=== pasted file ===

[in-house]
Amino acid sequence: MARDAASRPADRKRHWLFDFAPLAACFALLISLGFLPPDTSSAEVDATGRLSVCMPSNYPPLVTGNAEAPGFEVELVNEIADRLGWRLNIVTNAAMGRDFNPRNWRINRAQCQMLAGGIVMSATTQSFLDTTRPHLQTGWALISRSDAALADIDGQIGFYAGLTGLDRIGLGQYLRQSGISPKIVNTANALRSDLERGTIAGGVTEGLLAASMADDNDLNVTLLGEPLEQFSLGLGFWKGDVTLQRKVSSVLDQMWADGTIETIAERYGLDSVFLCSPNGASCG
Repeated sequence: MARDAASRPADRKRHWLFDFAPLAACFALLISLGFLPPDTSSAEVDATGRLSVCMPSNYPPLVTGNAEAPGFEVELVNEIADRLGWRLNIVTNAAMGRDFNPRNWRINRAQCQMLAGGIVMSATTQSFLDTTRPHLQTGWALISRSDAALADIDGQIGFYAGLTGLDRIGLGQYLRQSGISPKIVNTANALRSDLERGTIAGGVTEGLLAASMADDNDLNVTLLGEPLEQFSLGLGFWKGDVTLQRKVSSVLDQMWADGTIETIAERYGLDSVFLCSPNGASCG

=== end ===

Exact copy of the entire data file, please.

[in-house]
Amino acid sequence: MARDAASRPADRKRHWLFDFAPLAACFALLISLGFLPPDTSSAEVDATGRLSVCMPSNYPPLVTGNAEAPGFEVELVNEIADRLGWRLNIVTNAAMGRDFNPRNWRINRAQCQMLAGGIVMSATTQSFLDTTRPHLQTGWALISRSDAALADIDGQIGFYAGLTGLDRIGLGQYLRQSGISPKIVNTANALRSDLERGTIAGGVTEGLLAASMADDNDLNVTLLGEPLEQFSLGLGFWKGDVTLQRKVSSVLDQMWADGTIETIAERYGLDSVFLCSPNGASCG
Repeated sequence: MARDAASRPADRKRHWLFDFAPLAACFALLISLGFLPPDTSSAEVDATGRLSVCMPSNYPPLVTGNAEAPGFEVELVNEIADRLGWRLNIVTNAAMGRDFNPRNWRINRAQCQMLAGGIVMSATTQSFLDTTRPHLQTGWALISRSDAALADIDGQIGFYAGLTGLDRIGLGQYLRQSGISPKIVNTANALRSDLERGTIAGGVTEGLLAASMADDNDLNVTLLGEPLEQFSLGLGFWKGDVTLQRKVSSVLDQMWADGTIETIAERYGLDSVFLCSPNGASCG